Impact of Asymmetrical Muscle Fatigue on Gait among College Students
Tiffany Lubrino1, Armond Gray1, Shannon Toy1, Christopher De Leon1, Mirai Manatad1, Nathaniel Addonizio1, Lexi Nehls1, Amir Memarian1 ,Christopher Hoang1&2, Michael Shiraishi1, Rahul Soangra1&3
1Crean College of Health and Behavioral Sciences, Chapman University, Orange, CA 92866
2Schmid College of Science and Technology, Chapman University, Orange, CA 92866
3Folwer School of Engineering, Chapman University, Orange, CA 92866
Introduction: Muscle fatigue is defined as the reduction in maximal force-generating capability during exercise and movement (Harkins, K., et al., 2005). When fatigued, movements are less coordinated and inefficiencies are exemplified – this can lead to extra energy consumption while walking. Gait parameters such as the vertical center of mass travel (COM) and swing time percentage can be used to quantify gait efficiency. We hypothesize that asymmetrically fatiguing lower limb extremities will impact gait parameters and result in an inefficient walking style.
Materials and Methods: This IRB-approved fatigue study consisted of eight healthy college students (age 20.5±2.2, 61.9±8.49 kg, 168.9±5.8 cm). Biodex, an isokinetic muscle testing machine, induced fatigue to 60% of maximum voluntary contraction (MVC) on the lower right extremity of the body: the gastrocnemius and anterior tibialis. Vicon, a motion capture system, was used to collect 3D data from 26 markers as subjects walked on a split-belt treadmill and gait parameters were calculated post-processing. Subjects walked normally at self-preferred speeds for 2 minutes while focused on the red ball at eye level; 3 trials were collected pre- and post- fatigue to measure temporal-spatial parameters. Analysis of swing time and vertical COM was completed using least means square.
Results and Discussion: For the vertical center of mass, there was a significant difference on the least square mean (LSM) between the pre-fatigue (986.9±19.573) and the post-fatigue (990.3±19.569, P<0.0414). This increase in the center of mass travel suggests a higher energy expenditure – a less efficient walking pattern due to fatigue. Additionally, there is a significant difference in the LSM swing time of pre-fatigue (75.132±1.0734) and that of post-fatigue (75.927±1.0730, P<0.0323). The main finding of this study is that asymmetrical fatiguing of one leg leads to the center of mass traveling more vertically and longer swing times. When fatigued, the subject is moving their center of mass a greater distance and suggests that more energy is used.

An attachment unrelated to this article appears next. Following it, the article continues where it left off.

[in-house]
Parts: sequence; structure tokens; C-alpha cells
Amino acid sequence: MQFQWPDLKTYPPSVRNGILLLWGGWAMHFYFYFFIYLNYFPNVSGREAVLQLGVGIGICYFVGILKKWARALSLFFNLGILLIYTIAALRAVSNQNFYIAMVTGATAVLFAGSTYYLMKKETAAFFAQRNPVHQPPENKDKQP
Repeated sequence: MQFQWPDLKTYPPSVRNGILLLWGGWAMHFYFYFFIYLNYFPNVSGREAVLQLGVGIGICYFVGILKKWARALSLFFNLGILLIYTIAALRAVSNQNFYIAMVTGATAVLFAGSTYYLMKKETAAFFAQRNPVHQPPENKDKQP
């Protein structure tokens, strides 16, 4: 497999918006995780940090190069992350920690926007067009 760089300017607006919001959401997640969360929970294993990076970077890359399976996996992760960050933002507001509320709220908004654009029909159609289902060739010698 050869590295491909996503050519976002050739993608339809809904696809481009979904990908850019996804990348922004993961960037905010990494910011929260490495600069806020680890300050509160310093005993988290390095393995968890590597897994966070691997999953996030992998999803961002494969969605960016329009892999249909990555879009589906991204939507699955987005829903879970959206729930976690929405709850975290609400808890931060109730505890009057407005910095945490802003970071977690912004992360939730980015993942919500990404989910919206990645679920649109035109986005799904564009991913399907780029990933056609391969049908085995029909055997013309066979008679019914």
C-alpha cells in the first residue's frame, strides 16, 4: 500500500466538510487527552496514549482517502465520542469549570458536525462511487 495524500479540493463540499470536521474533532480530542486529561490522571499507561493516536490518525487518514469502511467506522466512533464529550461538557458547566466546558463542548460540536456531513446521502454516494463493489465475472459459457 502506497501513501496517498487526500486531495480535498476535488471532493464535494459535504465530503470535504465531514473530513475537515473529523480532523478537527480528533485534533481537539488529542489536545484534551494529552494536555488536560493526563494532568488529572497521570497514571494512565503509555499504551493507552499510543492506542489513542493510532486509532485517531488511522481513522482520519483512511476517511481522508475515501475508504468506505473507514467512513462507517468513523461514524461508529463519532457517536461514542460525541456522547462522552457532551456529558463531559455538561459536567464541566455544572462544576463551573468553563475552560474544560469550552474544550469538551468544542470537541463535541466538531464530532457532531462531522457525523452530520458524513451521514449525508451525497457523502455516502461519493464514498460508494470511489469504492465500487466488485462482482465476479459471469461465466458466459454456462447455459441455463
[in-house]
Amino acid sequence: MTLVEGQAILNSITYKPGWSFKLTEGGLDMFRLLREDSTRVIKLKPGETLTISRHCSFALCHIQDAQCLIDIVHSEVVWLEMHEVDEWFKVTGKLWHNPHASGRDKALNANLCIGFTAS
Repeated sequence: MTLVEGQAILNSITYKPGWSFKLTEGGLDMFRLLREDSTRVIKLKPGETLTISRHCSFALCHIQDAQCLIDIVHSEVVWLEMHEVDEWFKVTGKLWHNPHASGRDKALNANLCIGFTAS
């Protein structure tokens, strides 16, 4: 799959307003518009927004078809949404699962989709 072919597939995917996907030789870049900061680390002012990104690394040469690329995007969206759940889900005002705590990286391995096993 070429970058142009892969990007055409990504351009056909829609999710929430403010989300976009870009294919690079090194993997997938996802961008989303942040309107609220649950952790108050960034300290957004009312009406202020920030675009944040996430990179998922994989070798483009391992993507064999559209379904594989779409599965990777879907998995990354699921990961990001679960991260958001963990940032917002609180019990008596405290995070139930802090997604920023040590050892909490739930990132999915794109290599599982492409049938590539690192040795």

Figure 1. a) patient walking on treadmill, b) Least Square Means (LSM) on swing time, c) Least Square Means (LSM) on mean vertical center of mass
Conclusion: When the subject is in a fatigued state, the mean vertical center of mass fluctuates and the swing time percent increases, suggesting that the body adopts a less efficient walking style. The results of this study illustrate that the spatiotemporal parameters are significantly affected when a person is fatigued compared to individuals that are not fatigued. Ultimately, this experiment can benefit physical therapy research in the future because we can recognize and quantify how muscle fatigue impacts walking performance.